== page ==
The Unseen Contributions of Acoustic Engineers
Innovation has become the forefront of golf equipment marketing in recent years. Every new driver and iron series touts a revolutionary engineering design. Improved aerodynamics, artificial intelligence (AI) engineered faces, and stabilized moment of inertia designs are just a few of the recent developments in golf club engineering. However, amongst all these advancements there is an underlying contribution that often goes unnoticed; the hard work of acoustic engineers.
Acoustic engineers are almost the epitome of “if you do your job well, it will go completely unnoticed”. However, that is not to say that acoustical engineering is meaningless. The important work of acoustic engineers is arguably one of the least acknowledged contributions to golf equipment in the entire industry.
To showcase the importance of acoustic engineering work, it may be more apt to highlight unsuccessful designs. The Nike SasQuatch driver was first released in 2005. Back then, Nike was attempting to repudiate a reputation of producing, so-called by Phil Mickelson, “inferior equipment”. The brand association with Tiger Woods was working to sway public opinion, but a strong contender in the woods department was needed as well. The SasQuatch driver fielded a sporty, yet simplistic design that characterized the Nike brand at the time. The driver was advertised by featuring a layered-titanium construction, which enabled thinner walls and a lighter weight compared to its contemporaries. By most performance metrics at the time, the driver was a strong contender and still maintains a loyal following in the used market today.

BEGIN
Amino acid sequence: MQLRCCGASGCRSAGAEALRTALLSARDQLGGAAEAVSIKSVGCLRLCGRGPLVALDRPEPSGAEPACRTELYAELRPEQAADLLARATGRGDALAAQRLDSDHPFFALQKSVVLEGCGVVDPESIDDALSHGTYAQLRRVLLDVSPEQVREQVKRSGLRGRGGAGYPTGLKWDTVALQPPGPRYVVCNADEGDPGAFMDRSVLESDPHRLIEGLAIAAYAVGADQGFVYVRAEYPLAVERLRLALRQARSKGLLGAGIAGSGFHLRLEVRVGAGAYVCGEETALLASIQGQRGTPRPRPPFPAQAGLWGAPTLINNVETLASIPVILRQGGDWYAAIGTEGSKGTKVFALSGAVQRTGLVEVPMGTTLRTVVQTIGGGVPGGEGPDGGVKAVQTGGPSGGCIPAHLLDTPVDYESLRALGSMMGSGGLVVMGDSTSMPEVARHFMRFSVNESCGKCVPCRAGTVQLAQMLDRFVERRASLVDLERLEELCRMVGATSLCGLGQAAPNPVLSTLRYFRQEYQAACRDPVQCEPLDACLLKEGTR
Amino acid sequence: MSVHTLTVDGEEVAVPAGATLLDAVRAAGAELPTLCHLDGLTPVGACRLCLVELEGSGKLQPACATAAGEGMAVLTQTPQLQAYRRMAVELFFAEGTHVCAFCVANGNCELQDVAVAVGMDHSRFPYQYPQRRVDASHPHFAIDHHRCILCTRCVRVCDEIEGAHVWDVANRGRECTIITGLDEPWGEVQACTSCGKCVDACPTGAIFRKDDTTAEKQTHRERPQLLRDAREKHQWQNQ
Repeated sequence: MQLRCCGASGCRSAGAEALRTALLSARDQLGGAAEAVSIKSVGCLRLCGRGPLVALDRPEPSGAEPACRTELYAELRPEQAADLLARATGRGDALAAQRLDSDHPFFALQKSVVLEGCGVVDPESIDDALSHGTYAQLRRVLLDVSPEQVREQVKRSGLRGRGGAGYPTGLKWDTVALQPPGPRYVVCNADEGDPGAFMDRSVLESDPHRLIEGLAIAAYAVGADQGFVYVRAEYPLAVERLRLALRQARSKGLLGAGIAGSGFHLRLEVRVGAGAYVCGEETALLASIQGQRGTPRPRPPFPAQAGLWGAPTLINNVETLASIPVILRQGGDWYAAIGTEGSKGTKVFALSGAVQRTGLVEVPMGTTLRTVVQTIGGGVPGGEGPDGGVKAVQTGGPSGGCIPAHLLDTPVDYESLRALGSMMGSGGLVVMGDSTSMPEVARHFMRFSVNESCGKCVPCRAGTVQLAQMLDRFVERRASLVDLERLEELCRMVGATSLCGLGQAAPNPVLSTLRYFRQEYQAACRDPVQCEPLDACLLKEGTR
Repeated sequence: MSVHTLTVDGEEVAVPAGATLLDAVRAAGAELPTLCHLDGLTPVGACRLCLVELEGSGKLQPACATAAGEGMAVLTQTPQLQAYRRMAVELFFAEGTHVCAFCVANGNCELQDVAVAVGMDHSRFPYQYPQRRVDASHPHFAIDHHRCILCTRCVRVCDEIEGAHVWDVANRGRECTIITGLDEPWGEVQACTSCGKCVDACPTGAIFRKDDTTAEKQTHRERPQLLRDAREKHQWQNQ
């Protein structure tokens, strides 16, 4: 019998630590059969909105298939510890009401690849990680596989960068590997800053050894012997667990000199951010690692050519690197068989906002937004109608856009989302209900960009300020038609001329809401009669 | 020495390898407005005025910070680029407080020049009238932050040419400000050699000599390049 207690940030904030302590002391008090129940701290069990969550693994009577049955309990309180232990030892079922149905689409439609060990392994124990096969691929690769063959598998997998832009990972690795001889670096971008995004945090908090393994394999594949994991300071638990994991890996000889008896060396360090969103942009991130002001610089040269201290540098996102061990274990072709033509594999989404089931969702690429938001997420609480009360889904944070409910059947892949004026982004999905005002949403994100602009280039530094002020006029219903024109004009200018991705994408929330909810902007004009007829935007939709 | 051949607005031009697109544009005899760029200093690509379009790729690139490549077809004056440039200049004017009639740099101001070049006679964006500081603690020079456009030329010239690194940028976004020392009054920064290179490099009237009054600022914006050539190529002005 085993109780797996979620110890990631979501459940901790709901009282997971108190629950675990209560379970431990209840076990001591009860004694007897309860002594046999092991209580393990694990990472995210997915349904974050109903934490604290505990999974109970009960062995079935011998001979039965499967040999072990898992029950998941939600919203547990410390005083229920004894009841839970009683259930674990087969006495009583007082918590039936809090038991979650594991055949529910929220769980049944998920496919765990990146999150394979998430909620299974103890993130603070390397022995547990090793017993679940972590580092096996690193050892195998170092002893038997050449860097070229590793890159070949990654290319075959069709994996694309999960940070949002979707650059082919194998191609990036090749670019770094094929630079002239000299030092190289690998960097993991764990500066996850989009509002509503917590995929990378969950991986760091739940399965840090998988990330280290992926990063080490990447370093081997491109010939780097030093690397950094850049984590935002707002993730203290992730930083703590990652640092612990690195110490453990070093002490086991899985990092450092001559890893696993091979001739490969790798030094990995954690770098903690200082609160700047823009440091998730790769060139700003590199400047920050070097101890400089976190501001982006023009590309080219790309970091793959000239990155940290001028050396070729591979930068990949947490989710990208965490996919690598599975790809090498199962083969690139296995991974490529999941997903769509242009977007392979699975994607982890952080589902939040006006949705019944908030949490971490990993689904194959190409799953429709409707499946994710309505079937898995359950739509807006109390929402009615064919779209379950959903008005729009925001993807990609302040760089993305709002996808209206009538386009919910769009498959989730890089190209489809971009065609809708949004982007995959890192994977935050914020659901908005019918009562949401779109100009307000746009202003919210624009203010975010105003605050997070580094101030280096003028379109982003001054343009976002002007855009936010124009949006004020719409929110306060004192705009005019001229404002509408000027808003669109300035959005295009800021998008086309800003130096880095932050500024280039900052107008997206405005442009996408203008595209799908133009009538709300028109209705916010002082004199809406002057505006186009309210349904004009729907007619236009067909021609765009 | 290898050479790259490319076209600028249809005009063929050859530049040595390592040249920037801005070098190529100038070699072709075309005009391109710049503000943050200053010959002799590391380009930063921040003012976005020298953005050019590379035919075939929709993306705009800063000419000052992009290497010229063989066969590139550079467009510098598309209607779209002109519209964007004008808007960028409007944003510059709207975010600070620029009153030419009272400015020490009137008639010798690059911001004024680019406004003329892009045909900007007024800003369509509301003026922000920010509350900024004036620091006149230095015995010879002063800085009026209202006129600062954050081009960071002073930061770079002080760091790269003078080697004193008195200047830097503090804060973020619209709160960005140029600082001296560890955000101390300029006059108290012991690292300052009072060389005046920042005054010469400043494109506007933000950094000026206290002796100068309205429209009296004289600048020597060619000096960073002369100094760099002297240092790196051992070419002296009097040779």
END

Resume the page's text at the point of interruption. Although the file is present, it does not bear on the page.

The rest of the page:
Nonetheless, when most golfers think of the Nike SasQuatch driver, especially the early models, their focus instantly drifts to the noise that the driver makes. To be fair, the Nike SasQuatch driver was not a poor performer at the time. However, any golf salesperson can attest that it was often a hard sell because of the high-pitched tin-like noise the driver made on impact. The driver was constructed without a focus on the acoustic properties. The result is the unfortunate reputation the driver accrued with its troublesome noise.
This past chronicle provides a reminder that superficial characteristics do indeed have a purpose on the golf course. Players want equipment that looks and sounds just as good as it performs. An unsightly club or an unpleasant sounding one can hamper confidence out on the course.
Golf equipment manufacturers today are very aware of these ideas. A mistake like the Nike SasQuatch is enough to humiliate any leading club manufacturer and could cost market share companies cannot afford to lose. In addition, the average consumer is expecting a product even more polished and well-engineered than the market demanded nearly two decades ago.
The solution for these companies is to employ engineers educated and experienced in acoustic properties. This is not an easy science. It requires complex vibrations and resonant frequency formulas. In addition, even with as many Computer Assisted Design (CAD) simulations and hand calculations, physical testing of prototypes is required to ensure acoustic properties.
This work becomes apparent in modern equipment generations. The TaylorMade SpeedFoam installed in the P790 irons has substantial acoustic benefits. Likewise, The new Ping i525 irons are injected with a polymer behind the face specifically to improve the sound. The new Taylormade Stealth Driver has a urethane cover over the carbon fiber face to enhance acoustic performance as well. Regardless of whether the work is evident, improving the sound of golf clubs is an important engineering step for modern equipment. Perhaps give a thought to the engineering team behind your next incredible-sounding drive off a tee.